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Grigory Pasko: Traveling the Nord Stream, Part VII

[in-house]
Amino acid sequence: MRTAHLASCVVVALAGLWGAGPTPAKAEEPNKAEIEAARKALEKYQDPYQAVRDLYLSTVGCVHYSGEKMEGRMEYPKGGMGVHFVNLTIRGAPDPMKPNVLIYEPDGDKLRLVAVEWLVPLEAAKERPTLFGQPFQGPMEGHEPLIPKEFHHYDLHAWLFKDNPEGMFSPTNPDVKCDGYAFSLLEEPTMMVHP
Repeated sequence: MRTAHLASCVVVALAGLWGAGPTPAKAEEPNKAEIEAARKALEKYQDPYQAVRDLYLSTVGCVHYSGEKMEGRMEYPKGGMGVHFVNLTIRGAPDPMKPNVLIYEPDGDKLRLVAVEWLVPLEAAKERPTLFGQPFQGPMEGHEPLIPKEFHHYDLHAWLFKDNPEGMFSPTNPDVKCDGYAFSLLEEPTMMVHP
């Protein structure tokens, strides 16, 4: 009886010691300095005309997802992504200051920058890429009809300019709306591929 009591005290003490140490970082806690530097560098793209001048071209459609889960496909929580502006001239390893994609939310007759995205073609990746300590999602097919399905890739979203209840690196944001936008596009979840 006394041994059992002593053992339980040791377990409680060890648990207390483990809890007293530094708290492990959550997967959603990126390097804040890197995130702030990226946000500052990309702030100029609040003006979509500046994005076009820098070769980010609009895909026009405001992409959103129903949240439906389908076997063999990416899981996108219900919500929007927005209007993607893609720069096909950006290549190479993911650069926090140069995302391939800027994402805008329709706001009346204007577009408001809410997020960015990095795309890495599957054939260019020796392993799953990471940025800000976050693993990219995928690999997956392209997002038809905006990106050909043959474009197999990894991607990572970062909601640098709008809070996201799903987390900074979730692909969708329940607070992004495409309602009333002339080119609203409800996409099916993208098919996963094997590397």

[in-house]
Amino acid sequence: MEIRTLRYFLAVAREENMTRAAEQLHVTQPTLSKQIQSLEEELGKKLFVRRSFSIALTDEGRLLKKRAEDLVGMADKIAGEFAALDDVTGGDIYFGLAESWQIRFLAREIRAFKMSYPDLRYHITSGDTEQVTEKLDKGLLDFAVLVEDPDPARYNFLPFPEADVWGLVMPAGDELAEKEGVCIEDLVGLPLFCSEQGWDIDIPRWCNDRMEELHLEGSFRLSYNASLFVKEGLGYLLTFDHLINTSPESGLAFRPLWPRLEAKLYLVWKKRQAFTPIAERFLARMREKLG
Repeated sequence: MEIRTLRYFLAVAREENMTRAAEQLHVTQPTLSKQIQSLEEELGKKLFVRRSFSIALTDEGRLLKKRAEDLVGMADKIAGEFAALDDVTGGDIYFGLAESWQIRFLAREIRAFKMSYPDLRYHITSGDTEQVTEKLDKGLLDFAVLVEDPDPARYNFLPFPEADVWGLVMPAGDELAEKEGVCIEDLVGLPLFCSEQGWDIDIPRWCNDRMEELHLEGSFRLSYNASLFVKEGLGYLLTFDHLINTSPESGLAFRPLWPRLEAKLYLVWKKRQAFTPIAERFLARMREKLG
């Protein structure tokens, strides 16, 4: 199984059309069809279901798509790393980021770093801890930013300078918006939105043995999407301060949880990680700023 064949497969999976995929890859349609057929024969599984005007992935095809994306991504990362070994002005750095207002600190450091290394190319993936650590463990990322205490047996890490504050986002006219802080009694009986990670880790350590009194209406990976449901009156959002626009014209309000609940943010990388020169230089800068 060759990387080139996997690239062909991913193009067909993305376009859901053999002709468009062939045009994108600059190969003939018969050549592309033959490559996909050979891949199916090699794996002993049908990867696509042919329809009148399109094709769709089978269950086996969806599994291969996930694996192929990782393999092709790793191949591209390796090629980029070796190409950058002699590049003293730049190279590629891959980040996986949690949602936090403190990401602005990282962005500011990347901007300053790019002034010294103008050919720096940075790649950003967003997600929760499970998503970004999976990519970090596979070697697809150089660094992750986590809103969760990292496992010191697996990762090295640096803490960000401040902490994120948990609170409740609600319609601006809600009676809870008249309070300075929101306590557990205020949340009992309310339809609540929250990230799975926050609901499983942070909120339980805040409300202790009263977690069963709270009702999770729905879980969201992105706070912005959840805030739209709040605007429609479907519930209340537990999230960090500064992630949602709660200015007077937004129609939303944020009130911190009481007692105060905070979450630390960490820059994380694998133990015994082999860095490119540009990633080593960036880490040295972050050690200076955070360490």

Portovaya Bay – a piece of nature still unspoiled By Grigory Pasko, journalist The starting point for the undersea portion of the North European Gas Pipeline will become a coastal compressor station, which will be built in Portovaya Bay (next to the city of Vyborg of Leningrad Oblast). Along the bed of the Baltic Sea, the right-of-way will be laid to the point of Greifswald on the German coast with a possible branch line to Sweden. Then the pipeline will pass through the territory of Germany and The Netherlands to the point of Bacton in Great Britain. This is the intention of the builders of the pipeline. You and I, dear readers, have already been in Gryazovets, where the North European Gas Pipeline has its source, in Babayevo, and have driven past St. Petersburg and Vyborg. Now our route takes us to – Portovaya Bay. …When my driver and I turned onto the highway leading in the direction of Finland, the sign by the side of the road warned us that we had just entered a border zone. Unlike many, if not most, Russian roads, the roads leading to Finland are distinguished by good quality. Local drivers say it was the Finns who forced the Russian authorities to make the roads like this. However, after the village of Kondratievo, our route lay along a dirt road. Then a forest track, to the village of Bolshoi Bor. Here I asked my driver to stop. The local inhabitants were reluctant to answered all my questions, not just those that had to do with the gas pipeline: apparently, the influence of the border strip was showing itself. Even one of those who mustered up the courage to give an interview stipulated: don’t mention my job. Why?, I asked. This is a secret, was the answer. What can I say? Even as far back as the end of the 1700s, the empress Catherine II [the Great] said: “In Russia, everything is a secret, but nothing is secret.” The person was called Leonid. He looked to be over fifty. He says that he dreams before retirement to get a job at the compressor station that will be built in these parts. Of course, he doesn’t like it that trees are being chopped down in this locale, right next to his house, but he hopes that the ecology will not be greatly disturbed. But in general, he said, the gas pipeline is a good thing. And also, he is confident that the gasmen will certainly connect gas up to rural houses. I didn’t really want to distress the person, but I had no choice, so I told him about how the inhabitants of Babayevo, who have literally been living on top of gas pipelines for 20 years already, don’t get to see this gas in their homes. Leonid’s expression darkened.